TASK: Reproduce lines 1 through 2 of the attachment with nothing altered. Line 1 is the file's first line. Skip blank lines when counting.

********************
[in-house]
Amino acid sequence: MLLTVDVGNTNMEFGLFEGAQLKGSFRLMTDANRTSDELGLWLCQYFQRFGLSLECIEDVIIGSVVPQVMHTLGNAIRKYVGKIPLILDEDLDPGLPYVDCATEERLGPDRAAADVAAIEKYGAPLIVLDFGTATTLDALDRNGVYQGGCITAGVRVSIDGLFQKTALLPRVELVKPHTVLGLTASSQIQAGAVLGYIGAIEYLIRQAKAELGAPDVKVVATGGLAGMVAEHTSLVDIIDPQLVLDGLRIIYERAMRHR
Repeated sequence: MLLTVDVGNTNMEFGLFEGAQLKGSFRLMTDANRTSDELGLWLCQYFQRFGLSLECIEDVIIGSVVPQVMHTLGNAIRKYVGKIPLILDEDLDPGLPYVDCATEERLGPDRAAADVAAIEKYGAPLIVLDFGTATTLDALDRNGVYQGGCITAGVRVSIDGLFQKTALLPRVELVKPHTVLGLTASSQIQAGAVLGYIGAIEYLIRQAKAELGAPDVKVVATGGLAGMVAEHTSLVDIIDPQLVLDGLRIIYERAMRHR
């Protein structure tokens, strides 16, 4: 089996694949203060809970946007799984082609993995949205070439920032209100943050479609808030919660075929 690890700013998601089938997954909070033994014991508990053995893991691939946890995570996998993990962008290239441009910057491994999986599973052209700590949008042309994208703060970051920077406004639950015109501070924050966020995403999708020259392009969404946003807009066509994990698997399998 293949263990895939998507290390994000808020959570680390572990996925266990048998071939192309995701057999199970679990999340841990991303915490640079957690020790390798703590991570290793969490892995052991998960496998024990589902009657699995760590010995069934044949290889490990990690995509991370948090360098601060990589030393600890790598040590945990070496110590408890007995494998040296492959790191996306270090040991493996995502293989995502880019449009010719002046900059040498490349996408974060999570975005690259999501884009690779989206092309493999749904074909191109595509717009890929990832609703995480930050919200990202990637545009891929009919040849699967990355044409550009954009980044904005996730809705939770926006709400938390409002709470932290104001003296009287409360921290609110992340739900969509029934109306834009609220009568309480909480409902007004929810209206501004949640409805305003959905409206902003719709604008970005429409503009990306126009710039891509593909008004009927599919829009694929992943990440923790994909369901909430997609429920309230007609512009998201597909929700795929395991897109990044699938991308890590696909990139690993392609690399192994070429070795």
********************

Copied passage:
[in-house]
Amino acid sequence: MLLTVDVGNTNMEFGLFEGAQLKGSFRLMTDANRTSDELGLWLCQYFQRFGLSLECIEDVIIGSVVPQVMHTLGNAIRKYVGKIPLILDEDLDPGLPYVDCATEERLGPDRAAADVAAIEKYGAPLIVLDFGTATTLDALDRNGVYQGGCITAGVRVSIDGLFQKTALLPRVELVKPHTVLGLTASSQIQAGAVLGYIGAIEYLIRQAKAELGAPDVKVVATGGLAGMVAEHTSLVDIIDPQLVLDGLRIIYERAMRHR